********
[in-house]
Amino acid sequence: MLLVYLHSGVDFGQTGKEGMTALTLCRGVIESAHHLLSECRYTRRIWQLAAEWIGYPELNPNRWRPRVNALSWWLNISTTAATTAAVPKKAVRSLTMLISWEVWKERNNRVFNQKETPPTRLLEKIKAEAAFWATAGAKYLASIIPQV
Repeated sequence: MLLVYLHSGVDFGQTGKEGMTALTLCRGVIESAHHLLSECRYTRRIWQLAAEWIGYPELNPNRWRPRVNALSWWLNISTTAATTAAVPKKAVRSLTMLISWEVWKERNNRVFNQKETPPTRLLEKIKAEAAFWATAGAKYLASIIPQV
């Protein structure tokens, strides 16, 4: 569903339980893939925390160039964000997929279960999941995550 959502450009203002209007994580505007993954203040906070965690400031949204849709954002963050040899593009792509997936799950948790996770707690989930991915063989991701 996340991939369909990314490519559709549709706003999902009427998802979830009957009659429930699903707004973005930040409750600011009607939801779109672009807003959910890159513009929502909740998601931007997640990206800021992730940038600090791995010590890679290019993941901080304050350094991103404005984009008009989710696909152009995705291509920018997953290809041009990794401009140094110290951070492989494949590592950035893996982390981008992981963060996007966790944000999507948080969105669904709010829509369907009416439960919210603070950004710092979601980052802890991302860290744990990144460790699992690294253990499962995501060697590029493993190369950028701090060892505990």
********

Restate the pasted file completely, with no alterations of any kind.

[in-house]
Amino acid sequence: MLLVYLHSGVDFGQTGKEGMTALTLCRGVIESAHHLLSECRYTRRIWQLAAEWIGYPELNPNRWRPRVNALSWWLNISTTAATTAAVPKKAVRSLTMLISWEVWKERNNRVFNQKETPPTRLLEKIKAEAAFWATAGAKYLASIIPQV
Repeated sequence: MLLVYLHSGVDFGQTGKEGMTALTLCRGVIESAHHLLSECRYTRRIWQLAAEWIGYPELNPNRWRPRVNALSWWLNISTTAATTAAVPKKAVRSLTMLISWEVWKERNNRVFNQKETPPTRLLEKIKAEAAFWATAGAKYLASIIPQV
């Protein structure tokens, strides 16, 4: 569903339980893939925390160039964000997929279960999941995550 959502450009203002209007994580505007993954203040906070965690400031949204849709954002963050040899593009792509997936799950948790996770707690989930991915063989991701 996340991939369909990314490519559709549709706003999902009427998802979830009957009659429930699903707004973005930040409750600011009607939801779109672009807003959910890159513009929502909740998601931007997640990206800021992730940038600090791995010590890679290019993941901080304050350094991103404005984009008009989710696909152009995705291509920018997953290809041009990794401009140094110290951070492989494949590592950035893996982390981008992981963060996007966790944000999507948080969105669904709010829509369907009416439960919210603070950004710092979601980052802890991302860290744990990144460790699992690294253990499962995501060697590029493993190369950028701090060892505990």